Bob Odenkirk, who plays Jimmy McGill/Saul Goodman on AMC's Better Call Saul, discusses saying goodbye to the show after six seasons, why Jimmy is off his game at the beginning of Season 6, and how Kim is taking the lead in the couple's scams. Plus: He shares what fans can expect from Walt and Jesse's appearance on Better Call Saul.
We have to start by saying how happy we are to be speaking with you after your health scare last year. What was it like to see the support of so many fans during that time and how, if at all, did the incident impact your work on the show?
That was a major thing in my life. It's something I'll be thinking about and it's going to affect how I live the rest of my life. It made me think about my mortality and my friends – the good friends I had on the set and the people I have in my life – and the public at large were so good and considerate and concerned. I'm still sort of figuring it out. But we went back to work. It just tied us all closer together – me and Rhea [Seehorn] and Patrick [Fabian] and Tony Dalton and Vince [Gilligan] and everyone who was there that day [and] everyone in the whole crew, even the people who weren't there that day. It made us a tighter family.
How are you feeling overall about this whole experience, now that the show is coming to an end?
It's the biggest thing in my career. There's no question, this is the biggest thing I will have done and it'll resonate through the rest of my life. I have been given a lot of wonderful roles because I did this role, so I'll just always think about it. I don't think I'll ever have a part as well-written as this again. I get drama and comedy and depth. I get to go everywhere all the time, and it's just a rare role that has this much dynamics in it.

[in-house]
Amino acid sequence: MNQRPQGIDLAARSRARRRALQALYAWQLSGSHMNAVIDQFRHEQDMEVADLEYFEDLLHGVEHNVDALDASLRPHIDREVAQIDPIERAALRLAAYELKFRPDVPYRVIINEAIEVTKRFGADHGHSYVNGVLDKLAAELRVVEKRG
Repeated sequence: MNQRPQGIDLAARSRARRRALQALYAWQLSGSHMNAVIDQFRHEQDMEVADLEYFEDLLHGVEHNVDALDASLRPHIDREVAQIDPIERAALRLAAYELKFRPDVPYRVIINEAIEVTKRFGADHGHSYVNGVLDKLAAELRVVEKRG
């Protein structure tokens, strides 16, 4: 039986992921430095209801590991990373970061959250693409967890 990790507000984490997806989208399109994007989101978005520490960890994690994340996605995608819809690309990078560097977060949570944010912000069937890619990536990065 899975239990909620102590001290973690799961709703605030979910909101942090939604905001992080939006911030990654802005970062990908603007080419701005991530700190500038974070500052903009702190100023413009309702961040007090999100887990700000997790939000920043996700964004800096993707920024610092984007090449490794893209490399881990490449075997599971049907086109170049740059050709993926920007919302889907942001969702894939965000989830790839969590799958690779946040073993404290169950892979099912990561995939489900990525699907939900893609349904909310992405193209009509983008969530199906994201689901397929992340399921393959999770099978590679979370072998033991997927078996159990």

This is the first season in the show's history that we don't open in black and white with our friend Gene. Should we hold out hope that we will see Gene again?
Oh, you're going to see Gene again! Everything [the writers] start in Breaking Bad and Better Call Saul they take somewhere. Nothing just disappears. And the character of Gene and what happens in his life after Breaking Bad, is going to be explored. But I will say that probably the thing that is most curious and that I can't wait to see is the story of Kim and what happens to her.
Speaking of Kim, she's created this big plot against Howard. And while Jimmy is trying to be supportive, it's clear he is less enthused – and maybe even a little worried about why she wants this so much. How would you describe JImmy's feelings at this point?